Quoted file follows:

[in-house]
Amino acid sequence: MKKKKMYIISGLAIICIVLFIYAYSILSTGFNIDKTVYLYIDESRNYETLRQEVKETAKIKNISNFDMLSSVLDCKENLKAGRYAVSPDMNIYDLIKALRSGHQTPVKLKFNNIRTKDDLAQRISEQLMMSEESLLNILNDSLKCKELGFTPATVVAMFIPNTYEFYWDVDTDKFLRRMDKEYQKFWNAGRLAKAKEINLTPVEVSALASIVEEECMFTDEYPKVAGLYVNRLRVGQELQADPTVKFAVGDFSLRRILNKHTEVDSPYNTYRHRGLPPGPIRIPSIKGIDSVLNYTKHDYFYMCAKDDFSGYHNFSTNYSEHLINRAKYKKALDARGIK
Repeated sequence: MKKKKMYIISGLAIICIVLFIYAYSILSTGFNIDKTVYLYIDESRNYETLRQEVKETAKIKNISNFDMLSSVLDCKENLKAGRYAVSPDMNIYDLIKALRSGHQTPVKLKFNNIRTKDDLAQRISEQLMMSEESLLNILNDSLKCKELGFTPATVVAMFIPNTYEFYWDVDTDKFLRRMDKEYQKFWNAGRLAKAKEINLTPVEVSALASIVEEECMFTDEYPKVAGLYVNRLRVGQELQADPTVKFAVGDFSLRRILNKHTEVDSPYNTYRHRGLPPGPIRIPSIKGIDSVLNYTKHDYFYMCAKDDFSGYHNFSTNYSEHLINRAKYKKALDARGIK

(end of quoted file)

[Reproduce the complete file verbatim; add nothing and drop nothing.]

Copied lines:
[in-house]
Amino acid sequence: MKKKKMYIISGLAIICIVLFIYAYSILSTGFNIDKTVYLYIDESRNYETLRQEVKETAKIKNISNFDMLSSVLDCKENLKAGRYAVSPDMNIYDLIKALRSGHQTPVKLKFNNIRTKDDLAQRISEQLMMSEESLLNILNDSLKCKELGFTPATVVAMFIPNTYEFYWDVDTDKFLRRMDKEYQKFWNAGRLAKAKEINLTPVEVSALASIVEEECMFTDEYPKVAGLYVNRLRVGQELQADPTVKFAVGDFSLRRILNKHTEVDSPYNTYRHRGLPPGPIRIPSIKGIDSVLNYTKHDYFYMCAKDDFSGYHNFSTNYSEHLINRAKYKKALDARGIK
Repeated sequence: MKKKKMYIISGLAIICIVLFIYAYSILSTGFNIDKTVYLYIDESRNYETLRQEVKETAKIKNISNFDMLSSVLDCKENLKAGRYAVSPDMNIYDLIKALRSGHQTPVKLKFNNIRTKDDLAQRISEQLMMSEESLLNILNDSLKCKELGFTPATVVAMFIPNTYEFYWDVDTDKFLRRMDKEYQKFWNAGRLAKAKEINLTPVEVSALASIVEEECMFTDEYPKVAGLYVNRLRVGQELQADPTVKFAVGDFSLRRILNKHTEVDSPYNTYRHRGLPPGPIRIPSIKGIDSVLNYTKHDYFYMCAKDDFSGYHNFSTNYSEHLINRAKYKKALDARGIK